The benefits of private and why I’ve decided to leave the NHS for good
Michelle Hardy, Practice Plan sales support manager, caught up with dentist Simon Thackeray, to look back at why he made the move to private 16 years ago, what the benefits have been, and why he has now decided to hand back the final part of his contract.
It has been 16 years since you decided to make the move from NHS to private. What were the driving factors behind the decision?
ST: The main catalyst for me was the new contract that was just around the corner. It was the UDA targets contract and, hand on heart, I knew I couldn’t sign up for it. I knew I wouldn’t be able to see every patient on my list and it wouldn’t allow me to do the dentistry I was trained to do.
I see a lot of similarities from my situation back then to a lot of dentists now.
The majority are having to see all and sundry at the moment in this post-Covid world. They are not being properly remunerated for it. And they don’t want to wait for the new contract, so they are deciding to leave.
That is how I felt all those years ago.
Can you remember much about those last few months in the NHS? Were they stressful at all?
ST: No, it wasn’t a stressful time at all. I’d made my decision and I was just focused on planning my business and moving forward.
I was looking forward to all the positives that were going to come my way after making the move.
I was on the old contract of fee-per-item. So my cash flow was very lumpy. Whereas when I switched to private, I knew there was more financial consistency.
And I was also looking forward to getting rid of the bureaucracy that came with working under the NHS.
What would you say the main benefits have been over the last 16 years since making the move?
ST: Being able to do the dentistry I was trained to do on the patients I want to treat. That’s really been one of the biggest benefits. Along with the freedom and control I now have. Beforehand I had no control.
I made a five-figure investment into a practice for somebody to tell me which patients I could see and what I could charge them.
If they wanted to do that, then they should have purchased all the equipment and then employed me as a dentist.
These days, dentists are making six and seven figure investments. Then somebody else is telling them how to run their service.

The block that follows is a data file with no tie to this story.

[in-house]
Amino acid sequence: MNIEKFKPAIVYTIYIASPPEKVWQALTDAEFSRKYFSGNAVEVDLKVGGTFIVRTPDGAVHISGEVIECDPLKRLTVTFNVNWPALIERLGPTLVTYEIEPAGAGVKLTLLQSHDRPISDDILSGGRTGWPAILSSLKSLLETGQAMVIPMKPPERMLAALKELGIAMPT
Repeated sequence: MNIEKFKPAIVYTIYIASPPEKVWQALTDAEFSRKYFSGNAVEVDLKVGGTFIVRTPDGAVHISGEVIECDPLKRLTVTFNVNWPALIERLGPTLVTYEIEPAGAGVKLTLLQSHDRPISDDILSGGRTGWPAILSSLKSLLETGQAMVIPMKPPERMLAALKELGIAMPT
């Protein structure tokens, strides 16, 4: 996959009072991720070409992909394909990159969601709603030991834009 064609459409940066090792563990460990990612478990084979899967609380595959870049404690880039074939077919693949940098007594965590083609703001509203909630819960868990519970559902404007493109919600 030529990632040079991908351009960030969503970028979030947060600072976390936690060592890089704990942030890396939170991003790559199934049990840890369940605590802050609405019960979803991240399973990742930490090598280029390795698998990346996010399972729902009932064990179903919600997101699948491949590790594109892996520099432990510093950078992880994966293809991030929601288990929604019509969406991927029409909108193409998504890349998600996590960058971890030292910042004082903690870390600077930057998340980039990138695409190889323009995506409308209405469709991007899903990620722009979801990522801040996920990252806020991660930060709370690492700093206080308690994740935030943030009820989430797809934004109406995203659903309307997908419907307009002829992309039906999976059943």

Once I stepped out of the NHS I got rid of all that. I had the freedom to do the dentistry I wanted to do – and on my own terms.
In recent months you’ve handed back that final part of your NHS contract. What was your reason for that?
ST: When I went almost fully private I was reluctant to get rid of the children’s part of the contract. I felt I had a social responsibility to treat them.
However, when we came out of Covid, I realised that I could no longer work to the unrealistic NHS targets. Especially when they were originally calculated for us incorrectly. And we always struggled to hit them.
I also have no desire to continue to tolerate the ludicrous levels of often inane bureaucracy and ever decreasing sized hoops that we need to jump through, just to satisfy a tick box mentality.
The final straw was a dispute with the BSA due to an error they had made.
Despite our computer company backing our position, NHS litigation decided to side with the BSA.
That’s when I realised just how damaging it was to my practice being part of the NHS. It became a very simple decision in the end to hand the contract back and wash my hands of everything NHS.
Do you think more and more dentists will continue heading towards the NHS exit door in the future?
ST: Yes, I think they will.
The new contract is something that is worrying dentists at a time when the private sector is really flourishing. As we all know, there is a huge demand for private dentistry at the moment.
Patients are now more willing to make that move over to a private dentist. This is due to the backlogs and waiting lists in the NHS. And I think the longer things remain like this, the more NHS dentists will look to go private.
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